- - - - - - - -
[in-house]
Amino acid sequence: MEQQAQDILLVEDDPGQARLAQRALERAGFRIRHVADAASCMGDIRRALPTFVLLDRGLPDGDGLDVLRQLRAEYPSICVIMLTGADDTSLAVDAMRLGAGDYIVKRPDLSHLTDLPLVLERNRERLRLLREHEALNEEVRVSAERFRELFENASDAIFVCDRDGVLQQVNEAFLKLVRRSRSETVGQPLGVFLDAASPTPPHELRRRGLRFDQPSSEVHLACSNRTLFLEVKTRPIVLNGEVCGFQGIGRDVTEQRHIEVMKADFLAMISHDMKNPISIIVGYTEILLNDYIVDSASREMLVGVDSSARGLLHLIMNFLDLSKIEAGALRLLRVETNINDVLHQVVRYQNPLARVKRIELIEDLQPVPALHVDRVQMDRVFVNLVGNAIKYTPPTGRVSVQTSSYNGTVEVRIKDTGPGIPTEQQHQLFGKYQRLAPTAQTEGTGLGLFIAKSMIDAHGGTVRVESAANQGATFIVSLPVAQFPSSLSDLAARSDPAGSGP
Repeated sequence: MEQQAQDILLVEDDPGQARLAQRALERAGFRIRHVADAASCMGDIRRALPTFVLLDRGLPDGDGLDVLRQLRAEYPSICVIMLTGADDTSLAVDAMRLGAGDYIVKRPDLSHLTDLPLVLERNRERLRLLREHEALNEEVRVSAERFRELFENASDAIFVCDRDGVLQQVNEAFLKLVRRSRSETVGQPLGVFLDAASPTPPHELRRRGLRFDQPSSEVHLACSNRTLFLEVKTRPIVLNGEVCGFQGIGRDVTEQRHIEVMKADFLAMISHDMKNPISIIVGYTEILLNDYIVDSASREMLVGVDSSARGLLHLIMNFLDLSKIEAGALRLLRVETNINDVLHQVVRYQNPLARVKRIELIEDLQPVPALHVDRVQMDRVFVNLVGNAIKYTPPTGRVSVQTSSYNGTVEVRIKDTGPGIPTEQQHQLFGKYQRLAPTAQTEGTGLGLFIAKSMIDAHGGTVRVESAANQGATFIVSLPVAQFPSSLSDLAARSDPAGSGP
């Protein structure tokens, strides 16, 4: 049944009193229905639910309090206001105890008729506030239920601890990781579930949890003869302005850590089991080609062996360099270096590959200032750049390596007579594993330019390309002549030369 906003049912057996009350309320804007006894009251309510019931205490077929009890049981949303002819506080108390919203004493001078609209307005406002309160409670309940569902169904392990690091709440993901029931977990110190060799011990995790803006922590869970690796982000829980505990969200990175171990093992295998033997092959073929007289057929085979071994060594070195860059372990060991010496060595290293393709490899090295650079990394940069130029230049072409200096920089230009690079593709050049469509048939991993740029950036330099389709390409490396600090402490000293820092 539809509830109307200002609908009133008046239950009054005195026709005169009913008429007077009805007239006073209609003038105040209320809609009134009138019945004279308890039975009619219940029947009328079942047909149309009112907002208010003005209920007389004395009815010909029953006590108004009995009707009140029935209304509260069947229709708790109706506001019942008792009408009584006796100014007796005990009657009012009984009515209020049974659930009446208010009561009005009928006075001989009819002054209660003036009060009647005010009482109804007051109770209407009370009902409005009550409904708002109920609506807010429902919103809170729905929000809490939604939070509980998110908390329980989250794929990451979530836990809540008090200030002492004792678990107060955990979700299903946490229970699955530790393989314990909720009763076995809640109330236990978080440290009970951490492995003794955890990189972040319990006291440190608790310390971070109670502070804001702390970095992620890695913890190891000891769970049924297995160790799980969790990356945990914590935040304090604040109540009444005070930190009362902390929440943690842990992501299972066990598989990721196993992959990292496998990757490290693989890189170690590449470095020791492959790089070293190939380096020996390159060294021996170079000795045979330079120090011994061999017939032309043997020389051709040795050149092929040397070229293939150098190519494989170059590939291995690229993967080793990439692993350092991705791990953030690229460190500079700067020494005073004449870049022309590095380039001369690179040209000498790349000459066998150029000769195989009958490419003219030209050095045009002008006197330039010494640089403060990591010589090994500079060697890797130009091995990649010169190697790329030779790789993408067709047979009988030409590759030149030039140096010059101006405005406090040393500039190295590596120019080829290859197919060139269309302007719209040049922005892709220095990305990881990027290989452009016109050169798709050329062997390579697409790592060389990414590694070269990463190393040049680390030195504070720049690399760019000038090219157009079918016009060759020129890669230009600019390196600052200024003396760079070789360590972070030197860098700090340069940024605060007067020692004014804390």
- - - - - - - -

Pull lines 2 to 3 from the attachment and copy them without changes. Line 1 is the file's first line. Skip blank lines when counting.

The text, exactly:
Amino acid sequence: MEQQAQDILLVEDDPGQARLAQRALERAGFRIRHVADAASCMGDIRRALPTFVLLDRGLPDGDGLDVLRQLRAEYPSICVIMLTGADDTSLAVDAMRLGAGDYIVKRPDLSHLTDLPLVLERNRERLRLLREHEALNEEVRVSAERFRELFENASDAIFVCDRDGVLQQVNEAFLKLVRRSRSETVGQPLGVFLDAASPTPPHELRRRGLRFDQPSSEVHLACSNRTLFLEVKTRPIVLNGEVCGFQGIGRDVTEQRHIEVMKADFLAMISHDMKNPISIIVGYTEILLNDYIVDSASREMLVGVDSSARGLLHLIMNFLDLSKIEAGALRLLRVETNINDVLHQVVRYQNPLARVKRIELIEDLQPVPALHVDRVQMDRVFVNLVGNAIKYTPPTGRVSVQTSSYNGTVEVRIKDTGPGIPTEQQHQLFGKYQRLAPTAQTEGTGLGLFIAKSMIDAHGGTVRVESAANQGATFIVSLPVAQFPSSLSDLAARSDPAGSGP
Repeated sequence: MEQQAQDILLVEDDPGQARLAQRALERAGFRIRHVADAASCMGDIRRALPTFVLLDRGLPDGDGLDVLRQLRAEYPSICVIMLTGADDTSLAVDAMRLGAGDYIVKRPDLSHLTDLPLVLERNRERLRLLREHEALNEEVRVSAERFRELFENASDAIFVCDRDGVLQQVNEAFLKLVRRSRSETVGQPLGVFLDAASPTPPHELRRRGLRFDQPSSEVHLACSNRTLFLEVKTRPIVLNGEVCGFQGIGRDVTEQRHIEVMKADFLAMISHDMKNPISIIVGYTEILLNDYIVDSASREMLVGVDSSARGLLHLIMNFLDLSKIEAGALRLLRVETNINDVLHQVVRYQNPLARVKRIELIEDLQPVPALHVDRVQMDRVFVNLVGNAIKYTPPTGRVSVQTSSYNGTVEVRIKDTGPGIPTEQQHQLFGKYQRLAPTAQTEGTGLGLFIAKSMIDAHGGTVRVESAANQGATFIVSLPVAQFPSSLSDLAARSDPAGSGP